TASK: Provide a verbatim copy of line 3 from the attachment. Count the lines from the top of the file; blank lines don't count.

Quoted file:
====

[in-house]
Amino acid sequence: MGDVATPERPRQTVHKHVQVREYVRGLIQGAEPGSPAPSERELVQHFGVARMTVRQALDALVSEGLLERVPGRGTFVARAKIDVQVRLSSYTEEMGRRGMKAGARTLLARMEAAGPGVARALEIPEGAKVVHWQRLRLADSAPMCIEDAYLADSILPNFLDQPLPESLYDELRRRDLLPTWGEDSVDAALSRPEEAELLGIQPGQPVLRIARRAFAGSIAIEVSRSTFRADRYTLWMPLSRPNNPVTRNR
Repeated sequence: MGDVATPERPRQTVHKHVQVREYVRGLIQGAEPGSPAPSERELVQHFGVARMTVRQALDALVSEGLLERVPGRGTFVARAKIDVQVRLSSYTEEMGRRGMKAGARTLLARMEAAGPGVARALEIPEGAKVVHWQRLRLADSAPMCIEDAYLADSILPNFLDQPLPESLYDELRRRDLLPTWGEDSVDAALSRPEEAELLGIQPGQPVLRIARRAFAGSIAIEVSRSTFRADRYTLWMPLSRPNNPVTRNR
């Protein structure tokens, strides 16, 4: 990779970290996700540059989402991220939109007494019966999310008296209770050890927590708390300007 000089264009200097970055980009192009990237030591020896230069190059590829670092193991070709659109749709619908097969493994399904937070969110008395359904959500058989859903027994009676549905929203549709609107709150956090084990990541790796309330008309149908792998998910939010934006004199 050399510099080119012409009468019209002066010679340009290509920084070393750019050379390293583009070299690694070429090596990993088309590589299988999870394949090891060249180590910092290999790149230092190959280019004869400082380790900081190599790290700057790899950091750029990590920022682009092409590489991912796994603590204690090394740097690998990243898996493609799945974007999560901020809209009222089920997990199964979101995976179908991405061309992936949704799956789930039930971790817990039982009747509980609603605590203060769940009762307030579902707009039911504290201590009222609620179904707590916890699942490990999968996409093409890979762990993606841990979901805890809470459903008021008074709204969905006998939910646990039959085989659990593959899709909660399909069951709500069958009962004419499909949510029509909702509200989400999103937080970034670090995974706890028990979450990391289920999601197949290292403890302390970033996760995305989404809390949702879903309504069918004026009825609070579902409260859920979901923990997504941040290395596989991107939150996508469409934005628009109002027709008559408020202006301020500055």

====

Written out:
Repeated sequence: MGDVATPERPRQTVHKHVQVREYVRGLIQGAEPGSPAPSERELVQHFGVARMTVRQALDALVSEGLLERVPGRGTFVARAKIDVQVRLSSYTEEMGRRGMKAGARTLLARMEAAGPGVARALEIPEGAKVVHWQRLRLADSAPMCIEDAYLADSILPNFLDQPLPESLYDELRRRDLLPTWGEDSVDAALSRPEEAELLGIQPGQPVLRIARRAFAGSIAIEVSRSTFRADRYTLWMPLSRPNNPVTRNR